Opioid Prescribing

Opioid Prescribing

Where you live matters

Updated July 6, 2017

Graphic shows a prescription bottle with the lid off and two sets of opioid pills


Despite recent declines, opioid prescribing is still high and inconsistent across the US.

 The amount of opioids prescribed per person was three times higher in 2015 than in 1999.

180  MME                                640  MME

1999  |  US                              2015  |  US

Sources: Automation of Reports and Consolidated Orders System (ARCOS) of the Drug Enforcement Administration; 1999. QuintilesIMS Transactional Data Warehouse; 2015.

Graphic is a map of the United States, showing the amount of opioids prescribed per person by county. Amounts vary across the country, with many of the highest prescribing counties in Appalachia and parts of the Western United States


The amount of opioids prescribed per person varied widely among counties in 2015.

MME per person

Insufficient data

0.1 – 453

454 – 676

677 – 958

959 – 5,543

Higher opioid prescribing puts patients at risk for addiction and overdose. The wide variation among counties suggests a lack of consistency among providers when prescribing opioids. The CDC Guideline for Prescribing Opioids for Chronic Pain offers recommendations that may help to improve prescribing practices and ensure all patients receive safer, more effective pain treatment.

 SOURCE: CDC Vital Signs, July 2017

Infographic: Promising actions for safer opioid prescribing

Promising actions for safer opioid prescribing

Problem:  High prescribing

Solution:  Safer prescribing practices

Problem:  Too many prescriptions

In 2015, the amount of opioids prescribed was enough for every American to be medicated around the clock for 3 weeks.

(640 MME per person, which equals 5 mg of hydrocodone every 4 hours)

Solution: Fewer prescriptions

Use opioids only when benefits are likely to outweigh risks. Options other than opioids include:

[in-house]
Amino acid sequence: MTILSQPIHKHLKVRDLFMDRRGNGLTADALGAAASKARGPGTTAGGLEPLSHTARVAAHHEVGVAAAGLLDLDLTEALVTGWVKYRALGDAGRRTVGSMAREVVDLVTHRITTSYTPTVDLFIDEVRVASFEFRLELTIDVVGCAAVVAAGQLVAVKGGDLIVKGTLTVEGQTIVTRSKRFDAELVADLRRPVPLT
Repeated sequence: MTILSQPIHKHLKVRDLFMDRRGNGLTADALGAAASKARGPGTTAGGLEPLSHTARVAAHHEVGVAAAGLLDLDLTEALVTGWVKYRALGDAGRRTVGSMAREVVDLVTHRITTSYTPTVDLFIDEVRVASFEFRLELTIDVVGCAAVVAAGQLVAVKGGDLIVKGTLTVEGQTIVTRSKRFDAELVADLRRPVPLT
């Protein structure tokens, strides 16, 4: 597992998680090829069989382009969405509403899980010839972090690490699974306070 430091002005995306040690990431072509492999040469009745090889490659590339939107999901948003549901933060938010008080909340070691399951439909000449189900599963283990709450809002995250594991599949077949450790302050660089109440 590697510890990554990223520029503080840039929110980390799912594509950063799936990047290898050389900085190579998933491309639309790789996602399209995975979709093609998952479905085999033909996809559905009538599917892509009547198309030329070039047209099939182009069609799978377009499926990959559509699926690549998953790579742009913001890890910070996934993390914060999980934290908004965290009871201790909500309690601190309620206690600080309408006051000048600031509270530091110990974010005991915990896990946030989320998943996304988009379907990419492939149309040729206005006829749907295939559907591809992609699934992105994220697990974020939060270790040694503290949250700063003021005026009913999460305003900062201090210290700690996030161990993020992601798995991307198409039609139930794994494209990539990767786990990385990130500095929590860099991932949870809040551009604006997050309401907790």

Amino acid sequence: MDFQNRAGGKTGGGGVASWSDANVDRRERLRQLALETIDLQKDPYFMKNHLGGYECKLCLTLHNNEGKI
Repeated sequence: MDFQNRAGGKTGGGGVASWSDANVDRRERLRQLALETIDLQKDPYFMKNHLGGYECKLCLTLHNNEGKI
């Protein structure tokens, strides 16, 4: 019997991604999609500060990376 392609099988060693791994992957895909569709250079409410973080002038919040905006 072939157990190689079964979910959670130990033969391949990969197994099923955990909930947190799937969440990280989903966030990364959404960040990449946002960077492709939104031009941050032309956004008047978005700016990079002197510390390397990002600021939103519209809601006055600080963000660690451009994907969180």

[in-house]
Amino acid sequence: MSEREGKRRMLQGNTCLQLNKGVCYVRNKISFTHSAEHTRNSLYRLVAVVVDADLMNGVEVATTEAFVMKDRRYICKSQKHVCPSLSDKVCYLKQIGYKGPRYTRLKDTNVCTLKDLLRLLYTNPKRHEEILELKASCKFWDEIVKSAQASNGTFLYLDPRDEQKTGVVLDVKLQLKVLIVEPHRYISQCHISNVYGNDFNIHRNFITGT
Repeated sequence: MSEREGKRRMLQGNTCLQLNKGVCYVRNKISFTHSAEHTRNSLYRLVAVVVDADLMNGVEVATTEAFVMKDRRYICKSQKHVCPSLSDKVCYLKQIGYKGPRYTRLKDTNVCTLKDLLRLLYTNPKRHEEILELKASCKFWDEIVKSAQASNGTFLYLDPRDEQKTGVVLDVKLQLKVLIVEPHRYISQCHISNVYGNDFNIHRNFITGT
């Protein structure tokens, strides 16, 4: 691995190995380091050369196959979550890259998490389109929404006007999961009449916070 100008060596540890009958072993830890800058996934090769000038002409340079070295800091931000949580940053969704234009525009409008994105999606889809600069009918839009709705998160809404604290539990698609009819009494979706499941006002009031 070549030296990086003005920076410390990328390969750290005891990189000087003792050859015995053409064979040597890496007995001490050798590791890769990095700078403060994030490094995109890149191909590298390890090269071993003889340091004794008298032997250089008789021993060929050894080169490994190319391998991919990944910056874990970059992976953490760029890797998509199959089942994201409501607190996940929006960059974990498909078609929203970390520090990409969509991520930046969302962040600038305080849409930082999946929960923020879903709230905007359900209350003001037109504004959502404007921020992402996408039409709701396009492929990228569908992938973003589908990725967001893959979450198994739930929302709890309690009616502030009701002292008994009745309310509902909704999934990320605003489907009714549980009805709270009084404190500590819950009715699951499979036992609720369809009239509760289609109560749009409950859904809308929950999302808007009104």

Pain medicines like acetaminophen, ibuprofen, and naproxen

Physical therapy and exercise

Cognitive behavioral therapy

Therapies that don’t involve opioids may work better and have fewer risks and side effects.

Problem:  Too many days

Even at low doses, taking an opioid for more than 3 months increases the risk of addiction by 15 times.

Average days supply per prescription increased from 2006 to 2015.
2006 2007 2008 2009 2010 2011 2012 2013 2014 2015
Average Day Supply Per Prescription 13.3 13.9 14.5 15.0 15.5 16.0 16.4 16.9 17.2 17.7
Solution: Fewer days

For acute pain, prescriptions should only be for the expected duration of pain severe enough to need opioids. Three days or less is often enough; more than seven days is rarely needed.

If continuing opioids, ask whether benefits continue to outweigh risks. If not, use other treatments and taper opioids gradually.

Problem:  Too high a dose

A dose of 50 MME or more per day doubles the risk of opioid overdose death, compared to 20 MME or less per day. At 90 MME or more, the risk increases 10 times.

Average daily MME per prescription declined both nationwide and in most counties, but it is still too high.
2006 2007 2008 2009 2010 2011 2012 2013 2014 2015
Average Daily MME Per Prescription 59.7 59.1 58.7 58.1 58.0 53.9 51.8 50.2 48.9 48.1
Solution: Lower doses

Use the lowest effective dose of immediate-release opioids when starting, and reassess benefits and risks when considering dose increases.
Avoid a daily dose of 90 MME or more. If already taking high doses, offer the opportunity to gradually taper to safer doses.

For more recommendations when considering opioids for chronic pain outside of end-of-life care, see The CDC Guideline for Prescribing Opioids for Chronic Pain. The Guideline can also be used to inform health systems, states, and insurers to ensure appropriate prescribing and improve care for all people.


SOURCE: CDC Vital Signs, July 2017